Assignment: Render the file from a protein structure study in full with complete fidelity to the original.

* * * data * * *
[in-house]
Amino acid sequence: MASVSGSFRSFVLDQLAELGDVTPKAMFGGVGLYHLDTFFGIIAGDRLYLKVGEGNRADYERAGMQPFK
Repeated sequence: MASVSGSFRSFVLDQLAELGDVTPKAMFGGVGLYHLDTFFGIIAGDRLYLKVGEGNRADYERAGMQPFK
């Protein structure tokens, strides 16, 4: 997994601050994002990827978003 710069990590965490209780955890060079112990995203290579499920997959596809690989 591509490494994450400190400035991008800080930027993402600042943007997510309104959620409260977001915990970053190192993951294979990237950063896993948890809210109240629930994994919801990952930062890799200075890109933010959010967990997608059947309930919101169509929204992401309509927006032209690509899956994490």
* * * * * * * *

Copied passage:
[in-house]
Amino acid sequence: MASVSGSFRSFVLDQLAELGDVTPKAMFGGVGLYHLDTFFGIIAGDRLYLKVGEGNRADYERAGMQPFK
Repeated sequence: MASVSGSFRSFVLDQLAELGDVTPKAMFGGVGLYHLDTFFGIIAGDRLYLKVGEGNRADYERAGMQPFK
């Protein structure tokens, strides 16, 4: 997994601050994002990827978003 710069990590965490209780955890060079112990995203290579499920997959596809690989 591509490494994450400190400035991008800080930027993402600042943007997510309104959620409260977001915990970053190192993951294979990237950063896993948890809210109240629930994994919801990952930062890799200075890109933010959010967990997608059947309930919101169509929204992401309509927006032209690509899956994490």